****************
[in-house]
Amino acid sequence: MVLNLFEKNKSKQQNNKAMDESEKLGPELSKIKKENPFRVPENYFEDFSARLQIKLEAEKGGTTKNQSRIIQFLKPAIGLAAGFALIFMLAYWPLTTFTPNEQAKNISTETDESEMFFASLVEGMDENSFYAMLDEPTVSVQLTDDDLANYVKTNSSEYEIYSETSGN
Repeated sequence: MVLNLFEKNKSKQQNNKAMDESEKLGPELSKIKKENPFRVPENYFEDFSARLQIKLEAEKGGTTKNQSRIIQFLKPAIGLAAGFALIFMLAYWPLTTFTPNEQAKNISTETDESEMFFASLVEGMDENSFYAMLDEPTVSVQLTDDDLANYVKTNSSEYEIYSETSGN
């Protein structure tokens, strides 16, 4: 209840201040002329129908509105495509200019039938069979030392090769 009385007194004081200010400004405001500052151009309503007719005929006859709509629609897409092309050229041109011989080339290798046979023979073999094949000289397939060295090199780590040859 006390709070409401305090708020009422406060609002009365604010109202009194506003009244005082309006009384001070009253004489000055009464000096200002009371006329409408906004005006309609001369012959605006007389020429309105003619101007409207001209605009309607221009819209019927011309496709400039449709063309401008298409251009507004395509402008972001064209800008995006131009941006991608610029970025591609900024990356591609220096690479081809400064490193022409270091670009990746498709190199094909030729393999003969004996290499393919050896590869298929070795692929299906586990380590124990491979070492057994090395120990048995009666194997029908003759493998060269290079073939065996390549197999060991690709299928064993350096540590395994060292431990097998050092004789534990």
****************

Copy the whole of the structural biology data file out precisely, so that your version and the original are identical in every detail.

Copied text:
[in-house]
Amino acid sequence: MVLNLFEKNKSKQQNNKAMDESEKLGPELSKIKKENPFRVPENYFEDFSARLQIKLEAEKGGTTKNQSRIIQFLKPAIGLAAGFALIFMLAYWPLTTFTPNEQAKNISTETDESEMFFASLVEGMDENSFYAMLDEPTVSVQLTDDDLANYVKTNSSEYEIYSETSGN
Repeated sequence: MVLNLFEKNKSKQQNNKAMDESEKLGPELSKIKKENPFRVPENYFEDFSARLQIKLEAEKGGTTKNQSRIIQFLKPAIGLAAGFALIFMLAYWPLTTFTPNEQAKNISTETDESEMFFASLVEGMDENSFYAMLDEPTVSVQLTDDDLANYVKTNSSEYEIYSETSGN
């Protein structure tokens, strides 16, 4: 209840201040002329129908509105495509200019039938069979030392090769 009385007194004081200010400004405001500052151009309503007719005929006859709509629609897409092309050229041109011989080339290798046979023979073999094949000289397939060295090199780590040859 006390709070409401305090708020009422406060609002009365604010109202009194506003009244005082309006009384001070009253004489000055009464000096200002009371006329409408906004005006309609001369012959605006007389020429309105003619101007409207001209605009309607221009819209019927011309496709400039449709063309401008298409251009507004395509402008972001064209800008995006131009941006991608610029970025591609900024990356591609220096690479081809400064490193022409270091670009990746498709190199094909030729393999003969004996290499393919050896590869298929070795692929299906586990380590124990491979070492057994090395120990048995009666194997029908003759493998060269290079073939065996390549197999060991690709299928064993350096540590395994060292431990097998050092004789534990």